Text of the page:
Can you draw a line between this case and Anisminic?
25 November 2017
As all lawyers know, the great case about courts confronting a no-go area for them is the late 1960’s case of Anisminic.
A statutory Commission was given the job of deciding whether compensation should be awarded for property sequestrated, in the particular case as a result of the 1956 Suez crisis. The Act empowering it said that the
determination by the Commission of any application made to them under this Act shall not be called in question in any court of law.
The House of Lords, blasting aside arcane distinctions, said that this provision was not enough to oust judicial review for error of law.
Fast forward 50 years, and another Act which says
determinations, awards, orders and other decisions of the Tribunal (including decisions as to whether they have jurisdiction) shall not be subject to appeal or be liable to be questioned in any court.
The Court of Appeal has just decided that, unlike Anisminic, this Act does exclude any judicial review.
A bit of context, which as we shall see, proved decisive for the CA.
Various bits of legislation have toiled away to strike a balance between your right to complain about being intruded upon by the Security Services and their ability to do what they do without shedding unnecessary intelligence in response to the complaint. The latest body charged with the tricky task of striking this balance is the Investigatory Powers Tribunal. This Tribunal stands apart from the typical tribunal (think social security or employment) and does things like investigate, hear bits of the case in private, and hear cases on assumed facts (so the Services can seek a decision whilst neither Confirming nor Denying what the complainant says). The IPT is manned by judges and senior lawyers, a fact much relied upon in its support.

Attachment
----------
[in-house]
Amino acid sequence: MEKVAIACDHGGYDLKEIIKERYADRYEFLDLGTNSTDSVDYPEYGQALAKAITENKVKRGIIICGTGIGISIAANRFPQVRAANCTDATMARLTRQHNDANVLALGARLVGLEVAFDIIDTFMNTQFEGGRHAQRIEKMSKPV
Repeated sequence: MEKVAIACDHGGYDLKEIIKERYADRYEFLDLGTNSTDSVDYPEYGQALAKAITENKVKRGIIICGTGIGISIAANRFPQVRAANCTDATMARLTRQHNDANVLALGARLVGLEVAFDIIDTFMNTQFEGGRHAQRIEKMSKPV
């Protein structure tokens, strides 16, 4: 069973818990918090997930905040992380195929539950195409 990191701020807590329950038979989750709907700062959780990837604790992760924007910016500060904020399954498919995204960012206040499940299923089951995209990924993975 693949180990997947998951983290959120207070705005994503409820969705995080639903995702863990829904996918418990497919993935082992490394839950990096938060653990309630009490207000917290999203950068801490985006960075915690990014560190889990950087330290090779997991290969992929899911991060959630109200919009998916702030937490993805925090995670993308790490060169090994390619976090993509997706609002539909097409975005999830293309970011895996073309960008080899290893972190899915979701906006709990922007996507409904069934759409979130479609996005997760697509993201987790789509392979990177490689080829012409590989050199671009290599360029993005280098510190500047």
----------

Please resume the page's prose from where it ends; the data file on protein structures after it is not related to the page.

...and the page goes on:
Privacy International’s case involved a complaint that there been unlawful computer hacking by GCHQ. One key issue was whether the hacking had been legalised by a broad and generic warrant in favour of GCHQ. The IPT had decided that such warrants were lawful. This depended on whether the IPT was right in its construction of s.5 of Regulation of Investigatory Powers Act 2000.
So it would be the end of the story for Privacy International’s complaint, even though the IPT’s decision was on a point of law, unless judicial review could be had in the courts. (In 2016 the law was changed, but too late for the claimants).
So the question for the courts was whether the words set out above in my introduction (in section 67(8) of RIPA) prevented any judicial review.
The Divisional Court
In retrospect, it was unfortunate that the case was listed in front of two judges – because they disagreed – judgments here. Sir Brian Leveson found for the IPT. Judicial review was ousted, because the words said so, and it would be unworkable to have judicial review coexisting with the IPT and its various procedural protections (principally for the Security Services). Leggatt J said that it wasn’t ousted. The wording was indistinguishable from Anisminic. Leggatt J did not relish the consequences of this ouster; the FCO